It is most pronounced in the developing economies of central and Eastern Europe, with the highest annual rates recorded in Lithuania (8.2%), Estonia (6.8%) and Hungary (6.6%). In Poland, one of Europe’s fastest-growing economies, inflation came in at 6.4% in October, the highest rate in two decades.
Several shoppers at a vegetable stand in Warsaw said they are anxious about rising prices for staples like bread and cooking oil and are expecting the situation to get worse in the new year, when energy prices are set to rise.
Piotr Molak, a 44-year-old vegetable vendor, said he has not yet had to raise prices on the potatoes, apples or carrots he sells but the cherry tomatoes he imports from Spain and Italy, which he buys in euros, have gotten far more expensive as Poland’s currency, the zloty, has weakened.
“We will mostly feel this in the new year when electricity goes up,” Molak said. “We are really going to feel it when we have to spend more on our home than on pleasure.”
The weakening of currencies across central and Eastern Europe against the U.S. dollar and euro is pushing up the price of imports and fuel and exacerbating the pinch from supply backups and other factors.
Hungary’s currency, the forint, has lost around 16% of its value against the dollar in the last six months and slipped to a historic low against the euro last week. That’s part of a strategy by Hungary’s central bank to keep the country competitive and attract foreign companies seeking cheap labor, said Zsolt Balassi, a portfolio manager at Hold Asset Management in Budapest.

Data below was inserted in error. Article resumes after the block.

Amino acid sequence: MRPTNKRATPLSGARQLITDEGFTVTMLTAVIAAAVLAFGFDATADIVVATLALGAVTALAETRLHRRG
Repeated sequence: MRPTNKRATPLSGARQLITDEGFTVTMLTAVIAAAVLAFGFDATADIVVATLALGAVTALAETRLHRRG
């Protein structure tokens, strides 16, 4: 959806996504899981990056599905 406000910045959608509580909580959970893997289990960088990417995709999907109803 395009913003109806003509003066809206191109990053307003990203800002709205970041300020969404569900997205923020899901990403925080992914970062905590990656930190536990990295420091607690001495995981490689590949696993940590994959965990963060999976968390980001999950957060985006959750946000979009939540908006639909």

But prices on imported goods have skyrocketed, and global oil prices set in U.S. dollars have pushed fuel costs to record levels.
“As the Hungarian forint, and actually all regional currencies, are more or less constantly weakening, this will constantly raise oil prices in our currencies,” Balassi said.
In response to record fuel prices, which peaked this month at 506 forints ($1.59) for gasoline and 512 forints ($1.61) for diesel per liter, Hungary’s government announced a 480-forint ($1.50) cap at filling stations.
While giving some relief, Hungary’s upcoming elections, in which the right-wing governing party faces the most serious challenge since it was elected in 2010, were likely a factor, Balassi said.
“This is obviously a political decision which has huge economic disadvantages, but probably it makes the households happy,” he said.
The political nature of some economic decisions is not limited to Hungary.
Poland’s central bank, also facing a weakening currency, has been accused by critics of allowing inflation to rise too high for too long to encourage economic growth and bolster support for the ruling party.
The bank surprised markets with the timing and size of two base interest rate hikes in October and November in a bid to ease prices, while Hungary’s central bank has raised rates in smaller increments six times this year.
Still, if central banks move too aggressively too soon to control inflation, it could short-circuit the economic recovery, said Carmen Reinhart, chief economist at the World Bank.
She worries about higher food prices that primarily hurt the poor in developing countries, where a disproportionate share of family budgets goes toward keeping food on the table.
“Food prices are a barometer for social unrest,’’ Reinhart said, noting that the Arab Spring uprisings that began in 2010 were caused partly by higher food prices.
Anna Andrzejczak, a 41-year-old who works for an environmental foundation in Poland, was still a child when Communism ended there in 1989 and has only a vague memory of the hyperinflation and other economic “tumult” that came with the transition to a market economy.
But she feels the prices going up “every time I fill my tank,” with fuel costs having risen some 35% in the last year.
“We’ve had a period of stability in past years, so this inflation now is a big shock,” Andrzejczak said. “We don’t have the price increases that we had then, but I think this will cause big stress.”
Wiseman reported from Washington, and Gera from Warsaw, Poland.